6 Books to Read for Holocaust Remembrance Day

Hello Bookworms!

Today is Holocaust Remembrance Day. A day in which the nation of Israel and the rest of the world remembers the atrocities that occurred during World War II. The events that took place during this era forever altered the history of the entire world.



With these things in mind, I wanted to post a few book recommendations that are related to this time in history. Each of the following books is either entirely focused on the subject of the Holocaust or have a significant portion of the work dedicated to it. I have read each of these volumes and thoroughly enjoyed them all. There is no particular order in which I recommend that these books be read, but I do feel that if you choose to read any or all of them, you will be glad you did.

Here are links to each book on Amazon and the publisher's book summaries:

Diary of A Young Girl by Anne Frank – Nonfiction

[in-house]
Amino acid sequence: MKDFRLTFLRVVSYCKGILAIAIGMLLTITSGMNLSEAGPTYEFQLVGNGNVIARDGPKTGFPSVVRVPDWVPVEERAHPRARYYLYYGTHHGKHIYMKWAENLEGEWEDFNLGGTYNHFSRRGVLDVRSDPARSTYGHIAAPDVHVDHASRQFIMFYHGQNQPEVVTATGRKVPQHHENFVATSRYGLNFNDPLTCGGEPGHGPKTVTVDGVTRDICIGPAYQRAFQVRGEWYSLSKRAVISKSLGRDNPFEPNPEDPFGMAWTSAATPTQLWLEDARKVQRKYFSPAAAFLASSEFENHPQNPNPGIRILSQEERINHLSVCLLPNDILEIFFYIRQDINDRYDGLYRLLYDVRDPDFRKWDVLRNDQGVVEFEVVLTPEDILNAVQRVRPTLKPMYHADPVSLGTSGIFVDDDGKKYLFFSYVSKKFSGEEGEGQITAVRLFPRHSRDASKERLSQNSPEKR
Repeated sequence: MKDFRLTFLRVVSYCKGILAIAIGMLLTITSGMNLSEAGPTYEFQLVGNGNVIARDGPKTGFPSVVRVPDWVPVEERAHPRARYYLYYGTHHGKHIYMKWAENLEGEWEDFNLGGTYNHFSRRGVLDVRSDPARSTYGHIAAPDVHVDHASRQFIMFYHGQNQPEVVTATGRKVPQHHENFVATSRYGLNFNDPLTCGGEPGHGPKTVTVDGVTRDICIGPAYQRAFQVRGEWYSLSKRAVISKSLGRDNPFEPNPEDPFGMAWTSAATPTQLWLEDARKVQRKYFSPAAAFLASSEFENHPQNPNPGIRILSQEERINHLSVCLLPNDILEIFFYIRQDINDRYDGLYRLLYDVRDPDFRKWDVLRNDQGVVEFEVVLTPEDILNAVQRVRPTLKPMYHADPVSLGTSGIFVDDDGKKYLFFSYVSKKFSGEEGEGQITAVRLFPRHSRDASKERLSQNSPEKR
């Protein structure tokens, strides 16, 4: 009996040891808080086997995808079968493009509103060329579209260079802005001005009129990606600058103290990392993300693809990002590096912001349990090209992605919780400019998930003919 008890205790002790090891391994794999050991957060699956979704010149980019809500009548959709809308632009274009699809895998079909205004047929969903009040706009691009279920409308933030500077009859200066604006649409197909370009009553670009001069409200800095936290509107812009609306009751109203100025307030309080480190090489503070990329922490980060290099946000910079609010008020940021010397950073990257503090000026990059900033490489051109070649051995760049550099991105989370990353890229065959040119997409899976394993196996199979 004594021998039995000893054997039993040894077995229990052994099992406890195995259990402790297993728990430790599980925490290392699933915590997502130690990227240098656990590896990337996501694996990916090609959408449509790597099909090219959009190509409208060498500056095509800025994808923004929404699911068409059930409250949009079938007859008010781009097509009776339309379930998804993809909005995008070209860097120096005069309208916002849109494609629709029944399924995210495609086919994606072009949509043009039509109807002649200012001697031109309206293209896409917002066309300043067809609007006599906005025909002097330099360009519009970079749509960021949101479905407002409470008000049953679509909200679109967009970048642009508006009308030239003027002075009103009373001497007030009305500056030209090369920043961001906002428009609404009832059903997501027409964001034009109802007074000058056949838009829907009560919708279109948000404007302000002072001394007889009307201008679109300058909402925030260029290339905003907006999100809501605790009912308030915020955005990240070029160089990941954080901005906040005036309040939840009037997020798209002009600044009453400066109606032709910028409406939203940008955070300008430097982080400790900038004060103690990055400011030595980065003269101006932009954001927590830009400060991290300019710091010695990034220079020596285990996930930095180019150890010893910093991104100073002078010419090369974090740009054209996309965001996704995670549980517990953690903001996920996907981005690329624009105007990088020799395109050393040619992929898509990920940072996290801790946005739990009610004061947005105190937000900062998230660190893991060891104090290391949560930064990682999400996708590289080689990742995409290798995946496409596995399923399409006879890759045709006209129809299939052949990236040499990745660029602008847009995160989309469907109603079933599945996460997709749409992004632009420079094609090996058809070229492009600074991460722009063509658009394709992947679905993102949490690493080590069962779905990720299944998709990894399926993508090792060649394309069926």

"Among the most powerful accounts of the Nazi occupation, "The Diary of Anne Frank" chronicles the life of Anne Frank, a thirteen-year old girl fleeing her home in Amsterdam to go into hiding. Anne reveals the relationships between eight people living under miserable conditions: facing hunger, threat of discovery and the worst horrors the modern world had seen. In these pages, she grows up to be a young woman and a wise observer of human nature. She shares an unparalleled bond with her diary, which holds a detailed account of Anne's close relationship with her father, the lack of daughterly love for her mother, admiration for her sister's intelligence and closeness with her friend Peter. Anne Frank's account offers a compelling self-portrait of a sensitive and spirited young woman who turns thoughtful and learns of the many terrors of the world."

The Hiding Place by Corrie ten Boom – Nonfiction


"It's World War II. Darkness has fallen over Europe as the Nazis spread hatred, fear and war across the globe. But on a quiet city corner in the Netherlands, one woman fights against the darkness. 

In her quiet watchmaking shop, she and her family risk their lives to hide Jews, and others hunted by the Nazis, in a secret room, a "hiding place" that they built in the old building.